Tuesday April 8, 2003 Homily by Fr. Robert Altier   Fifth Week of Lent


Reading (Numbers 21:4-9)  Gospel (St. John 8:21-30)


There are a couple of things in today’s readings that we want to consider. First of all, we see from the Book of Numbers the people sinning against the Lord, and the Lord sending these seraph serpents that bit the people and many of them died. It is not that so much that we want to look at as what happened with the people. You notice that after they get bit by the serpents and they start to die, only then do they say, “We have sinned against the Lord.” It is exactly the problem we have today. Among many of our young people, the only sin is getting caught. You can do whatever you want these days, but if you get caught then you have to confess what you have done; otherwise, there is no problem. Well, that was the difficulty with the people of Israel. They could complain against God all they wanted, but as soon as they started getting bit and dying, well, then they acknowledged that what they did was wrong. But in the meantime, they just kept on sinning and it did not seem to bother them at all until suddenly they got caught in their sin.


But the other thing to recognize is the way that God deals with it. He gives the people a way out rather than just simply taking the whole thing away. In other words, you notice that God did not take the serpents away. He simply said to Moses, “Make a bronze serpent and put it on a pole. Whenever anyone is bitten, if they look at that bronze serpent then they will be healed.” He could have said, “All right, since I sent the serpents into the camp, I’ll just take them away and the plague will be over.” But He did not. The people continued to get bit, but then they would look at the bronze serpent and they would be healed.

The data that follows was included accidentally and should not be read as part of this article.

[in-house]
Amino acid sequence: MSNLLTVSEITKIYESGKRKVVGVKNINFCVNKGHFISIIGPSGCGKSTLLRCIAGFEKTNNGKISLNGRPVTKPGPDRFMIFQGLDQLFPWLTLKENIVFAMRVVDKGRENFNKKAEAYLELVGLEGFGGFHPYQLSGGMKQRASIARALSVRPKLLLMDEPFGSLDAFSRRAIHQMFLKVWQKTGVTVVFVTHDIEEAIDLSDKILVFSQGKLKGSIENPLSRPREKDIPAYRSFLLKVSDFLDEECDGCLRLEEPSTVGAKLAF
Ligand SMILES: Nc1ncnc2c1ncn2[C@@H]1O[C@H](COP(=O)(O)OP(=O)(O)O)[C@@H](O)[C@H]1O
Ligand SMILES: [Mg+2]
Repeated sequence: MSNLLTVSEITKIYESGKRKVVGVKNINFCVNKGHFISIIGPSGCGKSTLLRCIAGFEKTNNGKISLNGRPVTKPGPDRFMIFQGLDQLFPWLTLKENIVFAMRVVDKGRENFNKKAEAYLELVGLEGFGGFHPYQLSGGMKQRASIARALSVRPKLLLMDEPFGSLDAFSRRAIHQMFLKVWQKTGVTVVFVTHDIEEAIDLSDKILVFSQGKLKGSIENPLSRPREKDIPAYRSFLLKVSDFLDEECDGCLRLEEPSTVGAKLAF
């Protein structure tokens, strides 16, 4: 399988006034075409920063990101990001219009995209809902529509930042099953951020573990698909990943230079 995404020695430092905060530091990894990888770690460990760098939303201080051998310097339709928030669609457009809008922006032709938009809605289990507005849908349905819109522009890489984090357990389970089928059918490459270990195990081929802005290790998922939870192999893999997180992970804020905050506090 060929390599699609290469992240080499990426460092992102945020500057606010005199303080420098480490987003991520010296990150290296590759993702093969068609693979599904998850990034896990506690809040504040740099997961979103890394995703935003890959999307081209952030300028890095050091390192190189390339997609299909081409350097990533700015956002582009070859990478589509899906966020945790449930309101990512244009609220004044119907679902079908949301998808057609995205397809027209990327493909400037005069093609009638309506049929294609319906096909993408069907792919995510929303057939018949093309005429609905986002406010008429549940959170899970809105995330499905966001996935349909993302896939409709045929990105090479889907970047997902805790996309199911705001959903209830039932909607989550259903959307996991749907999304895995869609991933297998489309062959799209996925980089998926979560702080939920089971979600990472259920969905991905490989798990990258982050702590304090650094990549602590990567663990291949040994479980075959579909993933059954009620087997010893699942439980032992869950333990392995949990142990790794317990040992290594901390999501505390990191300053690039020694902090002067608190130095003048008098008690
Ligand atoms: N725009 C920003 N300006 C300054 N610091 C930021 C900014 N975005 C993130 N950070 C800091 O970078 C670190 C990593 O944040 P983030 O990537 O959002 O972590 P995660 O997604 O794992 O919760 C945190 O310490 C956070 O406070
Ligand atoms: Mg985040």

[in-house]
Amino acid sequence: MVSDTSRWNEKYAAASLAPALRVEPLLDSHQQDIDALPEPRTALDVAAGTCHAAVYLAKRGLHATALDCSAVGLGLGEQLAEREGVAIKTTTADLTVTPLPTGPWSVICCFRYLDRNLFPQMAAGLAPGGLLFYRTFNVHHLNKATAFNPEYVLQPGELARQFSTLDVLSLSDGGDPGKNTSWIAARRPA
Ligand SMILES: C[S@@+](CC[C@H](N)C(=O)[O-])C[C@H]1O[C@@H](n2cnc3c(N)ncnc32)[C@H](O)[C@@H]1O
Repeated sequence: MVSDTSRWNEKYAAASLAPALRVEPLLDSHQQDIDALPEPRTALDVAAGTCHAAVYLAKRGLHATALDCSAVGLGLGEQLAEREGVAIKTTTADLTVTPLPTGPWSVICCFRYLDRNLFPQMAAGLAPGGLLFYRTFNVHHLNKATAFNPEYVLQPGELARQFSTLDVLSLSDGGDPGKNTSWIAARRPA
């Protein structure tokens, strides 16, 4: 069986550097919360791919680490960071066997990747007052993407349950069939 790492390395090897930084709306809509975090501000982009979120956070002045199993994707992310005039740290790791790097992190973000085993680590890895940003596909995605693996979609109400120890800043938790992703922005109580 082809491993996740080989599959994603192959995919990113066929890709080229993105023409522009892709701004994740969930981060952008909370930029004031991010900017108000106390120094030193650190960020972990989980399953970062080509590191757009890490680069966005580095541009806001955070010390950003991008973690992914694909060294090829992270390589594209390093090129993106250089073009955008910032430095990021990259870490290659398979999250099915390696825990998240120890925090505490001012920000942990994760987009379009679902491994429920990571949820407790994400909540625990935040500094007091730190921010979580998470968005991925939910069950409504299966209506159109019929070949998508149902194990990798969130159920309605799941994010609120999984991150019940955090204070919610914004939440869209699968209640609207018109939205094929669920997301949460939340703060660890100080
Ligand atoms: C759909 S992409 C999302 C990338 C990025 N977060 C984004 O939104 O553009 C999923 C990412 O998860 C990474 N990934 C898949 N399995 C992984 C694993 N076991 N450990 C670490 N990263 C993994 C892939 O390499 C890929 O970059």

And so, when we then look at the Gospel reading and Our Lord tells us that when He is lifted up from the earth then we will believe that He is God, notice that He does not simply take away the sin or the ability to sin or even the effects of sin, but rather what He does is He puts the Lord upon a pole and we have to look upon Him. And whenever we look upon Him, we can be healed. It is not the way we would anticipate that God ought to work. That is always our problem: We think we know how God ought to do things and it does not usually happen that way. So in this case too. He leaves us with our sinfulness. He leaves us dealing with the effects of our sinfulness. Then He gives us a way out of it, but He does not just simply remove all of that from us. We have to work to get rid of that.


That is the important thing to be able to recognize, that there is only one way. When the people asked Jesus, “Who are you?” He said, “I have told you from the beginning, and now I have much to say about you in condemnation,” because they refused to believe. And so it is with us. If we think about the Gospel readings that we will hear in a week and a half, we hear the people say, “Come down from that cross and then we will believe in you.” He could have done that – and that would not have required a whole lot of faith on our part. But instead, to look upon Someone Who is hung up on the Cross and dying in human weakness and to believe requires a lot on our part. That is precisely the point. Whenever we look upon Him, we will be healed. Whenever we believe and accept that He is Who He says He is – that is, that He is I AM – then we will be healed. But it requires that faith, that faith to recognize His human weakness and the faith to recognize the power of God working through that human weakness, the faith to recognize that He does not work the way that we think He ought to work. But rather, He chooses to work the way that He knows will be the very best for us. And the way that is the very best is to believe, to look upon Him as He is raised up from the earth, to believe, and to be healed.


*  This text was transcribed from the audio recording of a homily by Father Robert Altier with minimal editing.